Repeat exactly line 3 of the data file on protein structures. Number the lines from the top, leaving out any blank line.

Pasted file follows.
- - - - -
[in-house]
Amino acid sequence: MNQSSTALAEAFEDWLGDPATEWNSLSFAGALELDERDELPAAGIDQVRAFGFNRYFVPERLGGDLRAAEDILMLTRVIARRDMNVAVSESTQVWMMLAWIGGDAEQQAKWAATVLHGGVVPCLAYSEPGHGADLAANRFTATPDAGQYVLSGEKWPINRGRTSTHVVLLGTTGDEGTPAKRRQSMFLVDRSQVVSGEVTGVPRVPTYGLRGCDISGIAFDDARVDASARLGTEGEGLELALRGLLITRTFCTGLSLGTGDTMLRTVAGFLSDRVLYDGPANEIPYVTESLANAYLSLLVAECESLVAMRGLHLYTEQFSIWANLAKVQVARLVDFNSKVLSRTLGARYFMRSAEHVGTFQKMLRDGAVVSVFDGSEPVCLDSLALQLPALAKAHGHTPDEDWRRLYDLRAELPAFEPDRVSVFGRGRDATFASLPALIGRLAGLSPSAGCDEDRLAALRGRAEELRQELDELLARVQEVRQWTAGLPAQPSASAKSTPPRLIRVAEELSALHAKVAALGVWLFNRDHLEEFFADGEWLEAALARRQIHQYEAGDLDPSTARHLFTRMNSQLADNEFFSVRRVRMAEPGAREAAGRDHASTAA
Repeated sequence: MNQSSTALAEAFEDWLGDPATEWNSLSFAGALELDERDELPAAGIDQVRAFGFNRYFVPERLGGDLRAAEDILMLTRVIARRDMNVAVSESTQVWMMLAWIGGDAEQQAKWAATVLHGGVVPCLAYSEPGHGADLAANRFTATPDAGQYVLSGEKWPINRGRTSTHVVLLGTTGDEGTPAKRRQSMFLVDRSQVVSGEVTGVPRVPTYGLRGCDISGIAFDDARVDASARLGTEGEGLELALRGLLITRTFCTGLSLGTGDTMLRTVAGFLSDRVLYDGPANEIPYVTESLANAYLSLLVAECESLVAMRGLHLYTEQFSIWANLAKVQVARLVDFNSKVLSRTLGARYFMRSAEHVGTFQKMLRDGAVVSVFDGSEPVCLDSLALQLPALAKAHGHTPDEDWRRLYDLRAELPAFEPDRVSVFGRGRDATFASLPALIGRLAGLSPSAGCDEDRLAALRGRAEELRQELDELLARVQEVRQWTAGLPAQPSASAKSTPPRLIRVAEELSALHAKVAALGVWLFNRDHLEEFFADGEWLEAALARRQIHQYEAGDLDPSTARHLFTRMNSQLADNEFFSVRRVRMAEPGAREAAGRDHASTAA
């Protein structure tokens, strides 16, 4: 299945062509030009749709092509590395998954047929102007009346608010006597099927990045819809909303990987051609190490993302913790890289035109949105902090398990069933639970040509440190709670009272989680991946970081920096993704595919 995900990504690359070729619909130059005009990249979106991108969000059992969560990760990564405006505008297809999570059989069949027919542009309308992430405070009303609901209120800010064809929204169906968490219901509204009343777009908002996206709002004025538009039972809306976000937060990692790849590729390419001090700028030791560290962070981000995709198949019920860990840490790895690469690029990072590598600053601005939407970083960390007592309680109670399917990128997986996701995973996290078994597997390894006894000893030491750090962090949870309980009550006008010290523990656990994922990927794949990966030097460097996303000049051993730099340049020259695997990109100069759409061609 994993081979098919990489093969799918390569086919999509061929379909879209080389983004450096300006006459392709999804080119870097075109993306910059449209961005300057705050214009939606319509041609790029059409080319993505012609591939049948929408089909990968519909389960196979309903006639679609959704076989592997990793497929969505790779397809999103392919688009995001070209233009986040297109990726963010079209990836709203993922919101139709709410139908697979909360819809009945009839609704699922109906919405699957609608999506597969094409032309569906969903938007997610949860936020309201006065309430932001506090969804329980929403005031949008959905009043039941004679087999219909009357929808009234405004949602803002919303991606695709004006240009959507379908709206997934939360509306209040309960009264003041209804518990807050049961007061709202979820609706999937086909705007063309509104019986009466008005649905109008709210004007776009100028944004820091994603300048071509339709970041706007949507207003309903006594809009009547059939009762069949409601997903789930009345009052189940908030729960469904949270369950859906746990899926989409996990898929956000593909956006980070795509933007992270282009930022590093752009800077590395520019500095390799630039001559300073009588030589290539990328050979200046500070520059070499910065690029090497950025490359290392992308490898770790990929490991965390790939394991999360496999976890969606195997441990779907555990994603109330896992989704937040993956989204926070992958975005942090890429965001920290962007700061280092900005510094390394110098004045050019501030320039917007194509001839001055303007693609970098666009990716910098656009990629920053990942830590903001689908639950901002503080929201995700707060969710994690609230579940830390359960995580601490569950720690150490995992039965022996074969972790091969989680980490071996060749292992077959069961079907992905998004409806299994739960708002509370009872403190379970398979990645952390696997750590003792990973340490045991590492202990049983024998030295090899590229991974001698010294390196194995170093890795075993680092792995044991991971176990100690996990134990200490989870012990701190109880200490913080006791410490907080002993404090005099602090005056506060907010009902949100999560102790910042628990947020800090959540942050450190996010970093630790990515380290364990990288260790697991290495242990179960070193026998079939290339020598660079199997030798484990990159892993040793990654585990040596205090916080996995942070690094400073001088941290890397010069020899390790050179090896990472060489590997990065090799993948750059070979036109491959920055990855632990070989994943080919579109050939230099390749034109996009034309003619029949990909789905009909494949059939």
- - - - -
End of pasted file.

Repeated sequence: MNQSSTALAEAFEDWLGDPATEWNSLSFAGALELDERDELPAAGIDQVRAFGFNRYFVPERLGGDLRAAEDILMLTRVIARRDMNVAVSESTQVWMMLAWIGGDAEQQAKWAATVLHGGVVPCLAYSEPGHGADLAANRFTATPDAGQYVLSGEKWPINRGRTSTHVVLLGTTGDEGTPAKRRQSMFLVDRSQVVSGEVTGVPRVPTYGLRGCDISGIAFDDARVDASARLGTEGEGLELALRGLLITRTFCTGLSLGTGDTMLRTVAGFLSDRVLYDGPANEIPYVTESLANAYLSLLVAECESLVAMRGLHLYTEQFSIWANLAKVQVARLVDFNSKVLSRTLGARYFMRSAEHVGTFQKMLRDGAVVSVFDGSEPVCLDSLALQLPALAKAHGHTPDEDWRRLYDLRAELPAFEPDRVSVFGRGRDATFASLPALIGRLAGLSPSAGCDEDRLAALRGRAEELRQELDELLARVQEVRQWTAGLPAQPSASAKSTPPRLIRVAEELSALHAKVAALGVWLFNRDHLEEFFADGEWLEAALARRQIHQYEAGDLDPSTARHLFTRMNSQLADNEFFSVRRVRMAEPGAREAAGRDHASTAA